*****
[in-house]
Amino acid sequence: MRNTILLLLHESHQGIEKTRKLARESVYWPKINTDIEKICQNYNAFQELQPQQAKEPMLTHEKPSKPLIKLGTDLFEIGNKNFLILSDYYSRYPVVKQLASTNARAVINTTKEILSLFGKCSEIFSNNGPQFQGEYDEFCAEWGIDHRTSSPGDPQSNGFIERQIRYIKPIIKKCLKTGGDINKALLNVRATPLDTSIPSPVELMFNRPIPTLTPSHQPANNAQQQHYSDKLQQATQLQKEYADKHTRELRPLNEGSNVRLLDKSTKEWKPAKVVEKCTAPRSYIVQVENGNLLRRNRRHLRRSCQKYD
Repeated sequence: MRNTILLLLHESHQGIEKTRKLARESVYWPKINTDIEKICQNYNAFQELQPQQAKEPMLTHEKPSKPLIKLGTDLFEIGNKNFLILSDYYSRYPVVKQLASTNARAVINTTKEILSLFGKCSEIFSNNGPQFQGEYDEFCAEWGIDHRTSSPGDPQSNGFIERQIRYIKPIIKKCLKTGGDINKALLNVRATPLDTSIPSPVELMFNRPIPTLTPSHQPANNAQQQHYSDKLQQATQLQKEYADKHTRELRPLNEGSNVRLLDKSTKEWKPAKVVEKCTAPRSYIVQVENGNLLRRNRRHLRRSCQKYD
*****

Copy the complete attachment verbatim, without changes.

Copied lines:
[in-house]
Amino acid sequence: MRNTILLLLHESHQGIEKTRKLARESVYWPKINTDIEKICQNYNAFQELQPQQAKEPMLTHEKPSKPLIKLGTDLFEIGNKNFLILSDYYSRYPVVKQLASTNARAVINTTKEILSLFGKCSEIFSNNGPQFQGEYDEFCAEWGIDHRTSSPGDPQSNGFIERQIRYIKPIIKKCLKTGGDINKALLNVRATPLDTSIPSPVELMFNRPIPTLTPSHQPANNAQQQHYSDKLQQATQLQKEYADKHTRELRPLNEGSNVRLLDKSTKEWKPAKVVEKCTAPRSYIVQVENGNLLRRNRRHLRRSCQKYD
Repeated sequence: MRNTILLLLHESHQGIEKTRKLARESVYWPKINTDIEKICQNYNAFQELQPQQAKEPMLTHEKPSKPLIKLGTDLFEIGNKNFLILSDYYSRYPVVKQLASTNARAVINTTKEILSLFGKCSEIFSNNGPQFQGEYDEFCAEWGIDHRTSSPGDPQSNGFIERQIRYIKPIIKKCLKTGGDINKALLNVRATPLDTSIPSPVELMFNRPIPTLTPSHQPANNAQQQHYSDKLQQATQLQKEYADKHTRELRPLNEGSNVRLLDKSTKEWKPAKVVEKCTAPRSYIVQVENGNLLRRNRRHLRRSCQKYD